We also report images using a 2 mm thick CaF2 diffuser made either with 240 grit sand paper, or by sandblasting with 36 grit beads (PIKE Technologies). The diffuser was placed after the shaper to degrade the coherence of the laser beam . If the diffuser is used, the beam is recollimated by adding a 150 mm focal length CaF2 lens, with a 20 mm focal length, 0.3 NA, CaF2 lens (Thor Labs) acting as a condenser. The diffuser was placed in a motorized rotating mount and rotated at ~2 Hz.
The 128128 mid-IR FPA was read out at the repetition rate of the laser, using a Teledyne Xcelera PCIe frame-grabber. During acquisition, the frame grabber is triggered by the pulse shaper to collect 40k frames, which are written directly to memory before being averaged and saved, after which the frame-grabber resets to read another trigger. This method results in a drop in duty cycle of about 5% during the processing of the memory buffer but allows for data acquisition over indefinitely long periods of time.
A negative chrome USAF resolution pattern, etched on CaF2 (Max Levy Autograph) was used to measure the spatial resolution of the optical system.
2.3 Numerical simulations
All numerical simulations and calculations were performed using custom MATLAB codes. Simulated images of the USAF test target were carried out in the Fresnel diffraction limit. A detailed description of the theoretical methods can be found in the Appendix.
2.4 Sample preparation
Two samples of Polystyrene beads (106-125 μm, Polysciences Inc.) with absorbed metal-carbonyl compounds were prepared, one using W(CO)6 as the absorbate and the other Mn2(CO)10. The beads were swelled in a saturated chloroform solution of the absorbate for 2 hours. Following this, the two samples were diluted into methanol, spun down, washed in methanol, mixed in a 1:1 ratio, and dried under nitrogen before being suspended in water and deposited between two CaF2 windows (2 mm and 0.5 mm thick, Crystran Ltd.) with a 100 μm Teflon spacer. Beads saturated with W(CO)6 have optical densities of about 0.8.
3. Results and discussion
Computer control of the phase and amplitude of the acoustic wave in the Ge crystal of the shaper was used to generate a pair of pulses with a well-defined time-delay and relative phase, as shown in Fig. 2. The pulse sequence is updated at the laser repetition rate, enabling rapid acquisition, background subtraction and unambiguous undersampling. To illustrate, consider the intensity measured from a monochromatic component of the field:Fig. 2(a). The difference between adjacent data points could then be taken to give the interferogram alone:Fig. 2(b). Thus, this 2-frame phase cycling scheme removes the background of the laser pulses themselves every other laser shot, improving signal to noise by a factor of ~2.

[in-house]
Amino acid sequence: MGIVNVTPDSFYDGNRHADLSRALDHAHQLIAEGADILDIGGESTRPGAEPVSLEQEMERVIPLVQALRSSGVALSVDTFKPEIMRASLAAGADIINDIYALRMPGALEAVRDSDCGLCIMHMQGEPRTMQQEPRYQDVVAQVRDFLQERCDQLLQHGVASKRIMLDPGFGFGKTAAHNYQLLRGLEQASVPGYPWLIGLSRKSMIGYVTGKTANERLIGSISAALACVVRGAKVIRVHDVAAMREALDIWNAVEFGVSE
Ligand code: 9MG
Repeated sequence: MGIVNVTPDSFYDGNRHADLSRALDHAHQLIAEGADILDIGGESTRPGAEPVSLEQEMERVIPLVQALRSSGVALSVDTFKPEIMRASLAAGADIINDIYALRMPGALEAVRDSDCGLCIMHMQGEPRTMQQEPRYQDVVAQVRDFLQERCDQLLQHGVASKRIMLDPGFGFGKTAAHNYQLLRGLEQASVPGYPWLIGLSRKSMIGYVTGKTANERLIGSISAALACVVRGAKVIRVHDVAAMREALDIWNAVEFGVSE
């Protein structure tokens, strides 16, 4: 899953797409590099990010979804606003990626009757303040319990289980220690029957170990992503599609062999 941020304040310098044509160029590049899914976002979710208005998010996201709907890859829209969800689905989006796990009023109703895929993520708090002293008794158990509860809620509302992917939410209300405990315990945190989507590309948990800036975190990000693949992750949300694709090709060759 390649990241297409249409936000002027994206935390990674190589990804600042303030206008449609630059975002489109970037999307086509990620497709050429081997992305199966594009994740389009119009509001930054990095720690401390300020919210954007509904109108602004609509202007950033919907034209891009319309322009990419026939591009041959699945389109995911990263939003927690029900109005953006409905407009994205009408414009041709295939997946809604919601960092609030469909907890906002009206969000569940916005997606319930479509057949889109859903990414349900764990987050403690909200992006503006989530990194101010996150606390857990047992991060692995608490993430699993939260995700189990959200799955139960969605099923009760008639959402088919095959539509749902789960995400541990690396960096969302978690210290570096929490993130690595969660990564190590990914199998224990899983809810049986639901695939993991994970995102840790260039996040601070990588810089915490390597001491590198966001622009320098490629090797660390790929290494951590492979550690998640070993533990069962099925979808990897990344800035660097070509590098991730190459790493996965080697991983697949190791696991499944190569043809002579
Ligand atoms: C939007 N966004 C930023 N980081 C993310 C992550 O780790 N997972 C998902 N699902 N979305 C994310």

In addition to the phase shifts, the phase of the moving pulse,, was also controlled to manipulate the apparent frequency of the measured interferograms. By making , the apparent carrier-wave frequency of the interferogram can be shifted to any desired value. To demonstrate, Fig. 3 shows three measured interferograms using different values of the rotating frame frequency,, and their Fourier transforms. The carrier-wave can be shifted all the way to zero-frequency, leaving only the envelope. The envelope is the important quantity to know, because it, not the carrier frequency, contains the interferences that create the amplitudes, peak spacings, and linewidths in the final FTIR spectrum. After Fourier transformation, the frequency axis is corrected by adding back . By shifting the carrier frequency, fewer data points are needed to sample the interferogram so that it can be collected more quickly with no risk of aliasing, which has been shown to improve signal-to-noise in 2D IR experiments .
For all the measured FTIR images in this study, a rotating frame frequency of 1800 cm−1 was used, and one-sided interferograms were collected using 2-frame phase cycling, 50 fs steps, to a final delay of 8.5 ps, giving a spectral resolution of 0.5/[2.99 × 1010(cm/s) × 8.5 × 10−12s] = 1.8 cm−1. Averaging times for the samples and test targets presented here were ~30 and ~10 minutes, respectively. Thus, the interferogram was sampled with 170 delays, whereas one would need about 1200 delays to sample at the fundamental frequency if one could not collect in the rotating frame. Measuring all of the delays faster results in better signal-to-noise .